Saturday, 19 August 2017

US Navy adds 4,000th Tomahawk Block IV cruise missile to fleet

AUG 17 2017

The US Navy has added the 4,000th Tomahawk Block IV cruise missile to its fleet.

The Tomahawk Block IV cruise missile was developed by Raytheon and is able to circle for hours, change direction instantly on command and strike with precision.

It can be launched from ships or submarines and can travel for 1,000 miles through heavily defended airspace to conduct precision strikes on high-value targets with minimal collateral damage.

Raytheon Air Warfare Systems vice-president Mike Jarrett said: “When it comes to flexibility, accuracy and firepower, no other cruise missile in the world compares to Tomahawk. That's why it's been called the nation's weapon of choice.

“We're not resting on our past success. Raytheon and the US Navy are modernising Tomahawk to provide sailors with the capability they need to stay ahead of the evolving threat.”

The Tomahawk missile's communications and navigation capabilities have been modernised as part of the upgrade works.

A multi-mode seeker has also been added to allow the missile strike moving targets at sea.

Some of the missile's upgrades are scheduled for implementation from 2019, while other enhancements will be carried out in several phases over time.

Raytheon’s upgraded Tomahawk cruise missiles are slated to be included in the US Navy inventory beyond 2040.

"Raytheon and the US Navy are modernising Tomahawk to provide sailors with the capability they need to stay ahead of the evolving threat."

US Naval Air Systems Command captain Mark Johnson said: “Navy sailors around the globe rely on the Tomahawk weapon system to preserve freedom at home and abroad.

“Working with Raytheon, we plan to continue upgrading and delivering Tomahawks far into the future.”

The Tomahawk cruise missiles are used by both by US and UK forces to defeat integrated air defence systems and carry out long-range precision strike missions against high-value targets.

The Tomahawk Block IV features a two-way satellite data-link that allows the missile to be retargeted mid-flight to pre-programmed alternate targets.

Original post:

Tomahawk Block IV cruise missile

The Block IV missile is capable of loitering over a target area in order to respond to emerging targets or, with its on-board camera, provide battle damage information to warfighting commanders. Tomahawk Block IV is currently in Full Rate Production. Tomahawk provides on-scene commander with the flexibility to attack long-range fixed targets or support Special Operations Forces with a lethal, responsive, precision weapon system and as such has become the weapon of choice for the U.S. Department of Defense.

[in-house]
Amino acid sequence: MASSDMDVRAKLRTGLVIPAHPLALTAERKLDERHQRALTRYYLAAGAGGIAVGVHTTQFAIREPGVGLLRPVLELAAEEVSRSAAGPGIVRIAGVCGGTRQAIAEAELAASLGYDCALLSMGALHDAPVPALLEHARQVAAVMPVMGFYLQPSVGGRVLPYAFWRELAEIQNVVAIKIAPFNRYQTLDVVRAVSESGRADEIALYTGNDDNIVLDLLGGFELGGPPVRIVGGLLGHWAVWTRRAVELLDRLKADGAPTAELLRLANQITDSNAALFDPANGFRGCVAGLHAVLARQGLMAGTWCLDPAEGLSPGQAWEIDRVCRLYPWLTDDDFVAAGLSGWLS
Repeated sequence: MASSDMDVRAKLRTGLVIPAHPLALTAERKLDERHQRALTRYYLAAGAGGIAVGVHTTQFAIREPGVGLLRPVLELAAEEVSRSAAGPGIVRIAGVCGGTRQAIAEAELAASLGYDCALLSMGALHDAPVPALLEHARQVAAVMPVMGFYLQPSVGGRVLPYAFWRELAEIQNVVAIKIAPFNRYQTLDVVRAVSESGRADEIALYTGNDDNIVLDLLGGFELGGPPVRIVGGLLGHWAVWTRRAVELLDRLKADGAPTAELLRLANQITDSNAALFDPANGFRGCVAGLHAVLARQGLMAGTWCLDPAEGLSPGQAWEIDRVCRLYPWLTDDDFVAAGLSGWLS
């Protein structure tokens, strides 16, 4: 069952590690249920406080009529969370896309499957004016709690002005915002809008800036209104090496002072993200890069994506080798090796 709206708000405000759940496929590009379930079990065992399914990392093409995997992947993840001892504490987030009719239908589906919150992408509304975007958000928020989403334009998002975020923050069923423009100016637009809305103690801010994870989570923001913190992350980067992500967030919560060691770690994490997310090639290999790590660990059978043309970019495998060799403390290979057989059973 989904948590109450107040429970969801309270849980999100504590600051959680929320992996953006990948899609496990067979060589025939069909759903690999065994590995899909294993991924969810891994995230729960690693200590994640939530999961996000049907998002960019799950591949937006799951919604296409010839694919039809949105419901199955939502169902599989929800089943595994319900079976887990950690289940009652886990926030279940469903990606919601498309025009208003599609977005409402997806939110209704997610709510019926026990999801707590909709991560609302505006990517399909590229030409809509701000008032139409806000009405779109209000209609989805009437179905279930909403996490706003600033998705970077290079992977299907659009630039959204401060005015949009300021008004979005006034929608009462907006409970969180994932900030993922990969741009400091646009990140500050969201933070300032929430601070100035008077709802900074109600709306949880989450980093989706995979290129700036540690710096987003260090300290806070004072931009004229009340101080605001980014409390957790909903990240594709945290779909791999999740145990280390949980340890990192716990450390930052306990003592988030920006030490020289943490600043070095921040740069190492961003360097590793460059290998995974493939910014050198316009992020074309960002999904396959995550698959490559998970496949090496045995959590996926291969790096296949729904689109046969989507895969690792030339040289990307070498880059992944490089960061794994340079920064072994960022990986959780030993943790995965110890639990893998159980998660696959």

cruise missiles are designed to fly at extremely low altitudes at high subsonic speeds, and are piloted over an evasive route by several mission tailored guidance systems. The first operational use was in Operation Desert Storm, 1991, with immense success. The missile has since been used successfully in several other conflicts. In 1995 the governments of the United States and United Kingdom signed a Foreign Military Sales Agreement for the acquisition of 65 missiles, marking the first sale of Tomahawk to a foreign country. In 2003, an agreement was approved for the United Kingdom to procure 65 Block IV Torpedo Tube Launch Tomahawks. The United Kingdom began to receive Block IV missile deliveries in January 2008 and successfully declared their In-Service-Date in March 2008.

Point Of Contact
Program Executive Office, Strike Weapons and Unmanned Aviation [PEO (W)]
Public Affairs Office
Naval Air Station
Patuxent River, Maryland 20670-1547
phone: 301-757-9703

General Characteristics
Primary Function: Long-range subsonic cruise missile for striking high value or heavily defended land targets.
Contractor: Raytheon Missile Systems Company, Tucson, AZ.
Date Deployed: Block II TLAM-A IOC - 1984
Block III
IOC 1994
Block IV
IOC 2004.
Propulsion: Block II/III TLAM-A, C & D - Williams International F107 cruise turbo-fan engine; ARC/CSD solid-fuel booster
Length: 20.3 feet; with booster: 20 feet 6 inches (6.25 meters).
Diameter: 21 inches
Wingspan: 8 feet 9 inches (2.67 meters).
Weight: 3,330 pounds with rocket motor.
Speed: Subsonic - about 550 mph (880 km/h).
Range: Block II TLAM-A 1350 nautical miles (1500 statute miles, 2500 km)
Block III TLAM-C - 900 nautical miles (1000 statute miles, 1600 km)
Block III TLAM-D - 700 nautical miles (800 statute miles, 1250 km
Block IV TLAM-E - 900 nautical miles (1000 statute miles, 1600 km)
Guidance System: Block II TLAM-A INS, TERCOM
Warhead: Block II TLAM-N W80 nuclear warhead
Block III TLAM-C and Block IV TLAM-E - 1,000 pound class unitary warhead
Block III TLAM-D - conventional submunitions dispenser with combined effect bomblets.

Diameter: 518 millimeter (20.4 inch)
Length: 6.25 meter (246 inch)
Wingspan: 2.67 meter
Max Range: 1,800 kilometer (972 nautical mile)
Top Speed: 1,008 kph (0.84 mach)
Service Life: 15 year
Warhead: 450 kilogram (992 pound)
Weight: 1,588 kilogram (3,501 pound)
Source: deagelcom

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